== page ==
I’m a big Jean Baudrillard fan: Simulacra and Simulation, which I’ll be writing an essay on soon (tying his notion of hyper-reality to our modern mass media fixated and technocentric culture), is one of my all time favorite works of modern philosophy. I’m also a big fan of travelling, so when I spied Baudrillard’s slim tome America, I figured I might as well check it out. While I didn’t especially love the book, it was an interesting (and fairly easy) read. As I sit here in very rural Northern Florida taking in yet another slice of my home country, I can’t help but view the surrounding culture as an amateur anthropologist might, and the surrounding ecosystem as an amateur biologist might. But how can I satisfy my inner philosopher? Baudrillard obviously ran into the same wall. Anyway, below is my review of America the book, which is Baurillard’s review of America the country.
Below is the edited version of an essay I wrote this year for a Philosophy of Film course at my college. The books cited are Thinking on Screen: Film As Philosophy by Thomas Wartenberg, New Philosophies of Film: Thinking Images by Robert Sinnerbrink, and the Deleuze-inspired Filmosophy by Daniel Frampton. Both offer some good perspective on the philosophy of film, albeit diverging in the fact that Wartenberg’s account takes a far more ananalytical approach, and his analysis of Eternal Sunshine of the Spotless Mind doesn’t make much sense (his chapter on The Matrix is spot on though). A few years ago, actually before I took classes on Aesthetics and Philosophy of Film from Prof. Paul Loeb, I considered movies and television to be purely within the realm of entertainment. While I’m still convinced that written texts are the best way for me to access and relay philosophical ideas, movies do offer an interesting, viscerally engaging means by which such ideas can be both probed through use of audiovisual effects, narrative plot, and objects within the film, sparking at the very least an interest, and at the most offering an argument and comprehensive exploration. Possibly the most interesting aspect of movies are their ability to capture ineffable elements of human experience language cannot describe, in a manner stripped of the phenomenological associations we generally have as the background of our direct experience, as Deleuze argues. Films are stripped down to the foreground, and in such a way provide an even purer sensory input than our real lives, though lacking integration with our senses of touch and smell.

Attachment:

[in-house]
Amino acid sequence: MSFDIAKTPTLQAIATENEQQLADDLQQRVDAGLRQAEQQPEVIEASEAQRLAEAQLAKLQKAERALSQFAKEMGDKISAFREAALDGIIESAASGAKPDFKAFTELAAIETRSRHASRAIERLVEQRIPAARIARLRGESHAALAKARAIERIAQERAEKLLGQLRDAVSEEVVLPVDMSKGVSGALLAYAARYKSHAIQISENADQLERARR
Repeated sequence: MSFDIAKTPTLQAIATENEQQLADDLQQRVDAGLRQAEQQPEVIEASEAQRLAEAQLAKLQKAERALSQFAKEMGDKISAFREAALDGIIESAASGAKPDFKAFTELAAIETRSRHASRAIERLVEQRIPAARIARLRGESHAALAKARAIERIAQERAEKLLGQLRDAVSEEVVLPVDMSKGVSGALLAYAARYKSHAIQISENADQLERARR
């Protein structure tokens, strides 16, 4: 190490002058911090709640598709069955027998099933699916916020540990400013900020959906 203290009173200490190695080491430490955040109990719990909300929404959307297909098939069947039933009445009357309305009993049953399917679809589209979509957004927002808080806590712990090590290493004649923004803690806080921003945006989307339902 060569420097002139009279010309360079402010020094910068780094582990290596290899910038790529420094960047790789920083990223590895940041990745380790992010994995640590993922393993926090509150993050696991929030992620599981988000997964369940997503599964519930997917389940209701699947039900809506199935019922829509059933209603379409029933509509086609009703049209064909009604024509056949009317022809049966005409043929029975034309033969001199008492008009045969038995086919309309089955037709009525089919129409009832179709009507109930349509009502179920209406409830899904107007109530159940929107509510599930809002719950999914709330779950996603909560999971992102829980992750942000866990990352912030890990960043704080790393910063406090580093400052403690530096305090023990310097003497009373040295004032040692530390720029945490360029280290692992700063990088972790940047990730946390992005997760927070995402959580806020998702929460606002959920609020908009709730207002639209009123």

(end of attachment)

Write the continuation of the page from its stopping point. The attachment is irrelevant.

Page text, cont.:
The Michel Gondry / Charlie Kaufman collaboration Eternal Sunshine of the Spotless Mind provides a good example of the possibility of presenting philosophical concepts in a fictional feature film. This paper will show how Eternal Sunshine’s content supports ideas advanced by Wartenberg and Sinnerbrink that while films don’t explicitly present philosophical arguments as books do, they explore them in a unique way capturing the ineffability of human experience. Continue reading
Here are some articles that’ve captured my attention in the past few weeks:
- A piece from The Atlantic on Finnish educational success — apparently they kick ass in international test scores. The writer, using the Fins as an example, also focuses on how the American education system may do best veering away from obsessive standardized testing, its lack of focus on individual needs / creativity, and the fixation upon excellence (for some) over equality (for all) that rests at the heart of the American ethos.
- A fascinating and lengthy account in The New Yorker from last December on a former California DMV employee named John Quijada who created his own language, Ithkuil, from scratch. It’s even more interesting than it sounds.
- A review in the TLS of a new biography of the late great scribe David Foster Wallace, incorporating the writers’ works.
- A particularly encouraging article in The New York Times focusing on the connection between beer (and other lightly fermented beverages) and the start of human civilization, as early as 10,000 years ago: “With the help of the new psychopharmacological brew, humans could quell the angst of defying those herd instincts,” and expand their socio-biological boundaries.